In the pantheon of good hotels in the former British colony, this is up there with the best. To help celebrate its thirtieth anniversary this year, most of the event venues have been renovated, as have the classy, understated rooms and suites. The club lounge, to which we had access, offers drinks all day and a free-of-charge, sumptuous buffet in the evenings. The eclectic mix of Asian and western fare here included pastas, patés, dim sims, seafood, soups, salads, hot and cold savoury taster dishes and much else. The staff were smart, charming and never missed a trick. Because it was my wife’s and my wedding anniversary, a bottle of champagne awaited us in the room when we arrived. And a charming card. We look forward to returning.

More information:

+852 2584 7068


Click here for more prices.

IMG_9071HK highres straightLobby 2018 2mbGrand Club Lounge - Night timePoolhouse exterior med res


To the denizens of Hong Kong, time is money, and a minute lost is a potential step away from fortune. As locals will tell you, that’s the main reason the city never sleeps and its streets are constantly busy.

Hyatt Regency Hong Kong, Tsim Sha Tsui - Chin Chin BarIt’s also why the very upmarket five-star Hyatt Regency in Tsim Sha Tsui, set among the towering skyscrapers of the Kowloon Peninsula, has a strategy to keep its staff happy and motivated. It’s the most effective way to ensure guests get what they need, when they want it.

“Every minute counts in Hong Kong,” explains Mandy Law (left, main picture), the hotel’s Director of Sales. “We know that motivated staff supply the professional, friendly and prompt service that business guests expect and keeps them coming back.”

To help ensure they stay committed, the hotel’s employees enjoy flexibility in many of their working arrangements and managers make support and encourage them at every opportunity. “We have empathy interviews, for example, and really listen to what they want,” says Marketing Communications Manager Karen Ching (pictured right, with General Manager Richard Simmons). “And we make a special effort to treat casuals just as well. The benefits are real. The feedback we always get is ‘I feel like I’m treated as a person when working here’.”

Feedback from MICE guests, similarly, shows that the approach works well, Mandy says. One guest wrote: “The event service [people] did not only work on keeping the organisers happy, they cared for the participants’ wellbeing. They took ownership of our event to do the best for all present, regardless of whether they were VIPs, organisers or just participants . . . which for me personally was very touching.”

Hyatt Regency Hong Kong, Tsim Sha Tsui - Hugo's Private RoomClassily furnished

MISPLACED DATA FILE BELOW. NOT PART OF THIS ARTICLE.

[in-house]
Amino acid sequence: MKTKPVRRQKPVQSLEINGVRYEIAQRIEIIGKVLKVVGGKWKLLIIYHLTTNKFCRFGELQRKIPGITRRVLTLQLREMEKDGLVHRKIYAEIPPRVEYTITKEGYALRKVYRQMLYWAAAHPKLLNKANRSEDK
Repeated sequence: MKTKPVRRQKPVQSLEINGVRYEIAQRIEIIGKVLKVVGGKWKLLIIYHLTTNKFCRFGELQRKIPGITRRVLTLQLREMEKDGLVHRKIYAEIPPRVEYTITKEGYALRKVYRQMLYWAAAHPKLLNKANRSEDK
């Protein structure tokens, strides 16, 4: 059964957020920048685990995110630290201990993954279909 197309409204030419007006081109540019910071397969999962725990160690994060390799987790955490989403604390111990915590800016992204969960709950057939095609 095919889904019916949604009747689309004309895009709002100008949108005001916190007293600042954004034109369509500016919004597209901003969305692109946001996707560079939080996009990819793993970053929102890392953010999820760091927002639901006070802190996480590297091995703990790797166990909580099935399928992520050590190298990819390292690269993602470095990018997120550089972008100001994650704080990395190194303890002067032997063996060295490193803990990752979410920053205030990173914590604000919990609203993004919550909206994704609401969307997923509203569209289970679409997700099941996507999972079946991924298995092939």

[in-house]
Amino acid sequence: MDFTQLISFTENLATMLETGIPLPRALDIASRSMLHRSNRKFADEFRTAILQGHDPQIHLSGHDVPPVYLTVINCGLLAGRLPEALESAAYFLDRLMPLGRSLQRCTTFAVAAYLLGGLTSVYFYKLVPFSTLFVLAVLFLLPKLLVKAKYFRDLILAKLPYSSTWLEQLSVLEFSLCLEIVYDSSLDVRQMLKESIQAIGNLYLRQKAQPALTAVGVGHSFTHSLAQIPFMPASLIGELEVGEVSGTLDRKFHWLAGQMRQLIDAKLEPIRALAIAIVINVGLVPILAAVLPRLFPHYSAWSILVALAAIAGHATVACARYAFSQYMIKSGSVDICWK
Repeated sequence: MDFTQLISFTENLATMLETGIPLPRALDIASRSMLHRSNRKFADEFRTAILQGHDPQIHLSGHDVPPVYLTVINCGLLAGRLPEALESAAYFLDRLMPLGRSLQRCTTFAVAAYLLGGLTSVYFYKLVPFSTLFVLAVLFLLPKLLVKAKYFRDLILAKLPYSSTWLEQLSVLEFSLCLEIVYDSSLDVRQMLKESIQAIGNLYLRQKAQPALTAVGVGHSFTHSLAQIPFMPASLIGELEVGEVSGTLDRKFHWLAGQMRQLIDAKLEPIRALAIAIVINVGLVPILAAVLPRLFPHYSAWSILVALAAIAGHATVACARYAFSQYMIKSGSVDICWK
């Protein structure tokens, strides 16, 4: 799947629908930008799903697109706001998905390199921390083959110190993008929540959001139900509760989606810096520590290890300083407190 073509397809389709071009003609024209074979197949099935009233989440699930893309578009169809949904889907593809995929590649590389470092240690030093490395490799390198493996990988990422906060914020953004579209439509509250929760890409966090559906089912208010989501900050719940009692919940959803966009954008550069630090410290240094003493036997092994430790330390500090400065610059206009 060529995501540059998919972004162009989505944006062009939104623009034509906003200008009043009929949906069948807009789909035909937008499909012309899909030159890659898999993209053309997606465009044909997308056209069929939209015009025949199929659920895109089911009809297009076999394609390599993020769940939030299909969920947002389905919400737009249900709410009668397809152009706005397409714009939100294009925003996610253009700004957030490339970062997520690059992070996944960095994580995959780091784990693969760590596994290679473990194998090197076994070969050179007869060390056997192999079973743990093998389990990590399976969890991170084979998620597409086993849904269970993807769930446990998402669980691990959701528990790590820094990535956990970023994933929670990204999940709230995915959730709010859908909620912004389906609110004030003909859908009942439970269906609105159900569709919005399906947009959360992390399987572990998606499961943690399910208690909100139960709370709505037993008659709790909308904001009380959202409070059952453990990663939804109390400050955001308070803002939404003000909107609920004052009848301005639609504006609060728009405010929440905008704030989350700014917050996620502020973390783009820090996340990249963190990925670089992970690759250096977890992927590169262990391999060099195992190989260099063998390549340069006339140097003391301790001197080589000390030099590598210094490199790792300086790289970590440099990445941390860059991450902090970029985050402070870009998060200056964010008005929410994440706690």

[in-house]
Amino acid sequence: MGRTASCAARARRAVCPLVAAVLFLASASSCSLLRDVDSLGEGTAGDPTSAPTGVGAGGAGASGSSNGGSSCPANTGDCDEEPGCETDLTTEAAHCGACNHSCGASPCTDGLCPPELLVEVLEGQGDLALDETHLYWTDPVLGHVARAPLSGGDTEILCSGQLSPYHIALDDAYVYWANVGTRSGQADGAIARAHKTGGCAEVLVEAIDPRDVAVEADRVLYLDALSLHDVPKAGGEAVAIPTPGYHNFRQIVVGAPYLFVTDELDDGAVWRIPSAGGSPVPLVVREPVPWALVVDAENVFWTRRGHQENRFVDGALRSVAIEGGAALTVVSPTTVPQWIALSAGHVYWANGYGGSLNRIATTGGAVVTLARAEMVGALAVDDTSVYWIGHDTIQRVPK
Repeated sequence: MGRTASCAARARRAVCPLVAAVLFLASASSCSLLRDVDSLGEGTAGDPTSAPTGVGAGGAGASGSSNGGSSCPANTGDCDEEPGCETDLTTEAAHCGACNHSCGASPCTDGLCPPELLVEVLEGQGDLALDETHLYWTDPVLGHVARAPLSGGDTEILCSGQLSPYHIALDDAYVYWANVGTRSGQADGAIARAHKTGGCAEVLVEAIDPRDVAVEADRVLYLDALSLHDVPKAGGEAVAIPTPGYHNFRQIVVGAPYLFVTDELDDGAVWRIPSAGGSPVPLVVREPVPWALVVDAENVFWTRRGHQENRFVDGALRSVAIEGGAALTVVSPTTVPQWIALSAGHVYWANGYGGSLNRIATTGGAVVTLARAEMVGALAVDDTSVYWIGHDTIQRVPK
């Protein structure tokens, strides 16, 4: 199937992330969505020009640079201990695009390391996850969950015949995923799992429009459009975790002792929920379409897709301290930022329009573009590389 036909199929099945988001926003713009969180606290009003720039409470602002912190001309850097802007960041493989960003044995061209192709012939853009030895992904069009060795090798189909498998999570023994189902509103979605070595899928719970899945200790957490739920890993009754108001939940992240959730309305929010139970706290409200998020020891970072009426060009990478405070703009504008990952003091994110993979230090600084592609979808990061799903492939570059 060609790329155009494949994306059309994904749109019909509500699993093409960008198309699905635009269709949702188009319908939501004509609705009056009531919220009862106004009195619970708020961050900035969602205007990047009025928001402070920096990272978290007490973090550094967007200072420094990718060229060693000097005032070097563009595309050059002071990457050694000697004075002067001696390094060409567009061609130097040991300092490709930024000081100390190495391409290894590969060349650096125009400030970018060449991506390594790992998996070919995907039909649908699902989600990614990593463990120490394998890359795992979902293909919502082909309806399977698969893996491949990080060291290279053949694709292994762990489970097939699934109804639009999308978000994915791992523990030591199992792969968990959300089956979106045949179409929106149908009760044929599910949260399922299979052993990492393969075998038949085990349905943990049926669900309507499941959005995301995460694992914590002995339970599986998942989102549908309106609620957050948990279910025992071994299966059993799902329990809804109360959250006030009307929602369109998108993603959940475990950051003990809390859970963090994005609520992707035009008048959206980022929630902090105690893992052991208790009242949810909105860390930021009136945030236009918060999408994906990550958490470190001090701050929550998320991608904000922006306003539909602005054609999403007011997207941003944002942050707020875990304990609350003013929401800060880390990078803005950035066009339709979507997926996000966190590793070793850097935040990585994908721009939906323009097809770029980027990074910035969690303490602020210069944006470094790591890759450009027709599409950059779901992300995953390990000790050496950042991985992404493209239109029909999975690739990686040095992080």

Located in the Tsim Sha Tsui business and tourist district, this is a classic Hyatt establishment, many of whose 381 elegant and understated rooms have a panoramic view of the city’s harbour.

It has four restaurants and occupies levels three to 24 of the mixed-use complex K11, one of the tallest buildings in Kowloon. There’s direct access to two subway (MTR) stations in the complex.

From here it takes 20 minutes to travel to the Hong Kong Convention and Exhibition Centre, and 50 minutes to Mainland China via the MTR.


The Regency executive club arrangement, whose guest rooms occupy three floors, gives access to daily complimentary buffet breakfasts, an all-day coffee and tea service, and substantial evening canapés and cocktails in the exclusive lounge.

Pillarless ballroom

The hotel has 590 square metres of meeting space on the lobby level, including a 335-square-metre pillarless ballroom, the Regency, which has a five-metre ceiling. It can accommodate up to 400 guests and be partitioned into two venues. Meanwhile five “salons” can be configured to provide flexibility for planners arranging smaller events. With floor-to-ceiling windows, the pre-function area and most of the salons are flooded with natural light, which Karen Ching says keep attendees fresh during meetings.

In line with what some other upmarket properties are now offering, the Hyatt supplies a free smartphone in each room, giving guests unlimited local and international calls to the US, UK, Australia, Singapore, China, Korea, Japan and Taiwan, unlimited 3G Internet access, interactive maps, a city guide as well as a list of offers across Hong Kong.

Hyatt Regency Hong Kong, Tsim Sha Tsui - Hotel ExteriorGreen initiatives

The hotel recently won a medal in the “GreenPlus Award 2015” for a variety of initiatives to embrace CSR. “More and more people are asking about our green initiatives,” says Mandy Law.